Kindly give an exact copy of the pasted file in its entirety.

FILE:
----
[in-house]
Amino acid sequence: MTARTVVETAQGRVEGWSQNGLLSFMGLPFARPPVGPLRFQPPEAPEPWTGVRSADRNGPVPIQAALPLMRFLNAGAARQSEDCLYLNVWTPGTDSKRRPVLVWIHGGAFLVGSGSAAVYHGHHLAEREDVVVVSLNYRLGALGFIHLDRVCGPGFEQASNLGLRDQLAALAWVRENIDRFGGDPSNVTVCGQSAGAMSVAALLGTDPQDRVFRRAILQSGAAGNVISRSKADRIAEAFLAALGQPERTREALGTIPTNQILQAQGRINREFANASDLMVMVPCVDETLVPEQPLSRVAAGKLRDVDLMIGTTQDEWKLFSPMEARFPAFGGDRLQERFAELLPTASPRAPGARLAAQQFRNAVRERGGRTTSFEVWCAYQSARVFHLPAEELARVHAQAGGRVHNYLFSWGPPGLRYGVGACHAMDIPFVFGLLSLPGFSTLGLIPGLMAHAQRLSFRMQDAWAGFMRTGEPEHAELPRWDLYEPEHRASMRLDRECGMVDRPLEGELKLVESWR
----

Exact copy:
[in-house]
Amino acid sequence: MTARTVVETAQGRVEGWSQNGLLSFMGLPFARPPVGPLRFQPPEAPEPWTGVRSADRNGPVPIQAALPLMRFLNAGAARQSEDCLYLNVWTPGTDSKRRPVLVWIHGGAFLVGSGSAAVYHGHHLAEREDVVVVSLNYRLGALGFIHLDRVCGPGFEQASNLGLRDQLAALAWVRENIDRFGGDPSNVTVCGQSAGAMSVAALLGTDPQDRVFRRAILQSGAAGNVISRSKADRIAEAFLAALGQPERTREALGTIPTNQILQAQGRINREFANASDLMVMVPCVDETLVPEQPLSRVAAGKLRDVDLMIGTTQDEWKLFSPMEARFPAFGGDRLQERFAELLPTASPRAPGARLAAQQFRNAVRERGGRTTSFEVWCAYQSARVFHLPAEELARVHAQAGGRVHNYLFSWGPPGLRYGVGACHAMDIPFVFGLLSLPGFSTLGLIPGLMAHAQRLSFRMQDAWAGFMRTGEPEHAELPRWDLYEPEHRASMRLDRECGMVDRPLEGELKLVESWR